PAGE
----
A word from the editor
Non nobis solum
Piotr Konieczny aka Prokonsul Piotrus (born in Katowice, 1980) - Short story: I am a geek, otaku, a net freelancer, Mensa member, Singularitarian, Magister Artium in economics since April'04 (Top 10 in my year) and in sociology since April'07, one of Top 50 (or Top 0.0001%) of most active Wikipedians (42nd in March'08 is my best record); as of September'09 I was one of the 59 editors who have over 100,000k edits to English Wikipedia. I registered on Wiki on 10 Apr 2004 (User ID 59,002) but I have been editing since December 2003 as an anon. Oh yes, I am a Pole so read on how to deal with Poles! :>
I love sharing my knowledge and the idea of telecommuting, so Wiki is a 'home quite close to home' for me, also illustrating the truth in saying if you find work you like, you will never work again. Working on Wiki gives me this great feeling of doing something good and useful *now* - anybody can access my work anytime they wish, there are no delays in article publications, no restriction on who has enough money to pay for my work (hmmm, I can see a problem with this in the long run though... :>). I have now seen Wikipedia grow for years, and it is amazing. I am sure that in the near future Wiki will rival Google as the best tool on the web. And, of course, if it is, it should be on Wiki.
My interests concentrate around history (including counterfactual history), political sciences, communication, technological singularity, sociology, economics, and finally, as perhaps a bit more trivial a hobby, all things related to good science fiction. Oh, and games. I am a founding member of the Polish Ludology Association, after all :)
In real life I am a sociologist of new media, having finished my PhD in sociology in August'12. What that means is that I try to understand the impact of changes in communication technology on our lives. I am framing myself as a sociologist of the Internet, with a tad of social movement and organization expertise. On a related note, I would like to do some historical research as well, regarding Golden Freedoms of the Polish–Lithuanian Commonwealth and its impact on development of democracy worldwide. I also want to look at the social institution of hobby shops, as I find the omission of gaming communities from Putnam's Bowling Alone quite shocking. A lot of my published research so far has been on - ta - dumm! - Wikipedia (and wikis in general), as I am becoming more and more fascinated by the often asked question: 'how does this thing work?!' :) I am also pioneering the use Wikipedia as a teaching tool.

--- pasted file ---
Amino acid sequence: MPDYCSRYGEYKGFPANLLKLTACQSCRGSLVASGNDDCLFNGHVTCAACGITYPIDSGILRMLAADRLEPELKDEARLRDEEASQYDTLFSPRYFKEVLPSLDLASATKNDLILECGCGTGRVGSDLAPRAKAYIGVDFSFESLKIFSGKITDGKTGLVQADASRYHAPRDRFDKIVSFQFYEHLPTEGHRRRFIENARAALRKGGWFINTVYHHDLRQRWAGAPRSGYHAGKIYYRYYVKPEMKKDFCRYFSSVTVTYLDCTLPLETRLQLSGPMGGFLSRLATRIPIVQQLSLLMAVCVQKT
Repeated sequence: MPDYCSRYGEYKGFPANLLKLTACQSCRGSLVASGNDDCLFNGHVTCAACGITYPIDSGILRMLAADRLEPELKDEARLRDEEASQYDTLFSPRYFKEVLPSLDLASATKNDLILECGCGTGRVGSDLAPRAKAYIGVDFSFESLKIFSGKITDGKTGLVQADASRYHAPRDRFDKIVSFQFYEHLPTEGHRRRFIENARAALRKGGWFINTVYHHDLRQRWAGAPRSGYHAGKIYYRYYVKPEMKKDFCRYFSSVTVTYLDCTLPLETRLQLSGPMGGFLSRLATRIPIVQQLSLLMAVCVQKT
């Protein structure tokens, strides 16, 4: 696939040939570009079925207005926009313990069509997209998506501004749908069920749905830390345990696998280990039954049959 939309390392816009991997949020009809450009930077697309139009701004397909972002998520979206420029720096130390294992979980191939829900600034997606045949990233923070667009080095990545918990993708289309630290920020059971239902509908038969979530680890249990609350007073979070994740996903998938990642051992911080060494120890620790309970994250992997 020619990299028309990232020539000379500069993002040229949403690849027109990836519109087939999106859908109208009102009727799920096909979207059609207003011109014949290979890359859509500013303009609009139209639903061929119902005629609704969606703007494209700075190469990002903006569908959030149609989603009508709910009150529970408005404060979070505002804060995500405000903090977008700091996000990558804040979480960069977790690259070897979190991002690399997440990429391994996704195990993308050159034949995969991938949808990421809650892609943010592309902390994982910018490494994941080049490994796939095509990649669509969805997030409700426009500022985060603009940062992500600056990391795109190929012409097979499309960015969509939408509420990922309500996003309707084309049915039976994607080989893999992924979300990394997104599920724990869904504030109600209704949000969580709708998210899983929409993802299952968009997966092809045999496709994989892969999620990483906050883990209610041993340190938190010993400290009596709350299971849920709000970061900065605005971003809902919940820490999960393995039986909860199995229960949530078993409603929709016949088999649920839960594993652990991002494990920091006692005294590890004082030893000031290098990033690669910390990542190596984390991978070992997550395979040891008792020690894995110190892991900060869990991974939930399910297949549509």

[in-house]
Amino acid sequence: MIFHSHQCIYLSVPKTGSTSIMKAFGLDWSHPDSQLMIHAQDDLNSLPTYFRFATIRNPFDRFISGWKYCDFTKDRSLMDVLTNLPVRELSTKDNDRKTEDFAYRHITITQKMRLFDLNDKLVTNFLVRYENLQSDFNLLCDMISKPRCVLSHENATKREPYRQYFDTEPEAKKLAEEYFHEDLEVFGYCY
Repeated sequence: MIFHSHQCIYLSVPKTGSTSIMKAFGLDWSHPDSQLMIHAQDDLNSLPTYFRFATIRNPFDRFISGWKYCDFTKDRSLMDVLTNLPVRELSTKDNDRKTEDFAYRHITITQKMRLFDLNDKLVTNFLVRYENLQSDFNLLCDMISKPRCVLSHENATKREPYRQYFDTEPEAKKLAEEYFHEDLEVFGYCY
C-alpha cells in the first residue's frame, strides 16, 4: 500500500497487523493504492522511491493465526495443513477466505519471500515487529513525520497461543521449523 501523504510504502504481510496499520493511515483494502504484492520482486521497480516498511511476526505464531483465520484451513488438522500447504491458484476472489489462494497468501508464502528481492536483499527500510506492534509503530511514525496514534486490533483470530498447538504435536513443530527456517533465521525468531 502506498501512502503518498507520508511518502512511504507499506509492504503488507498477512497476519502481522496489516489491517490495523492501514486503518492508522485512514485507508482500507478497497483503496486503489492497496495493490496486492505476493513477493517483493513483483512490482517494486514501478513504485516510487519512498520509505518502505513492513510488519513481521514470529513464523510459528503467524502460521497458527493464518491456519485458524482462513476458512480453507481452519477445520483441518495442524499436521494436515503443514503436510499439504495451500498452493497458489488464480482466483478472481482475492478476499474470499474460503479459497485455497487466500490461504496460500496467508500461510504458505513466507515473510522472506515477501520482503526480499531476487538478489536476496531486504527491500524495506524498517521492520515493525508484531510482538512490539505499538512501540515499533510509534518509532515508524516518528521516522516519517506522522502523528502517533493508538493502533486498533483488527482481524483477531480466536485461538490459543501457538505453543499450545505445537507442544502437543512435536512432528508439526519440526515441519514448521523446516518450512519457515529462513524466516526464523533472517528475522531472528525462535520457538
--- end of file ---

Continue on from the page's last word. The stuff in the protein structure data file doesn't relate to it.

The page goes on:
As of Spring 2013 I am teaching a class of 1-year university students about Wikipedia. Feel free to leave them a message and comment on their progress! I have developed a series of freely licensed Prezi slides for it, check them out, copy and resuse them!
Here are some of my published papers you may find interesting:
If for some bizarre reason you need to know more about me, just ask. I don't believe anonymity is good for this project.
- ^ Why Prokonsul? Because of this poem. And Piotrus is a latinization, not a diminutive (of Piotr).
Interesting article list
Daily FA Reading:
History of a Six Weeks' Tour is a travel narrative by the British Romantic authors Mary Shelley (pictured) and Percy Bysshe Shelley. Published in 1817, it describes two trips taken by Mary, Percy, and Mary's stepsister, Claire Clairmont: one across Europe in 1814, and one to Lake Geneva in 1816. It consists of a journal, four letters, and Percy Shelley's poem "Mont Blanc". Apart from the poem, the text was primarily written and organised by Mary Shelley. In 1840 she revised the journal and the letters, republishing them in a collection of Percy Shelley's writings. Part of the new genre of the Romantic travel narrative, History of a Six Weeks' Tour exudes spontaneity and enthusiasm; the authors demonstrate their desire to develop a sense of taste and distinguish themselves from those around them. The romantic elements of the work would have hinted at the text's radical politics to 19th-century readers. The text's frank discussion of politics, including positive references to the French Revolution and praise of Enlightenment philosopher Jean-Jacques Rousseau, was unusual for a travel narrative at the time. History of a Six Weeks' Tour sold poorly but received favourable reviews. (Full article...)
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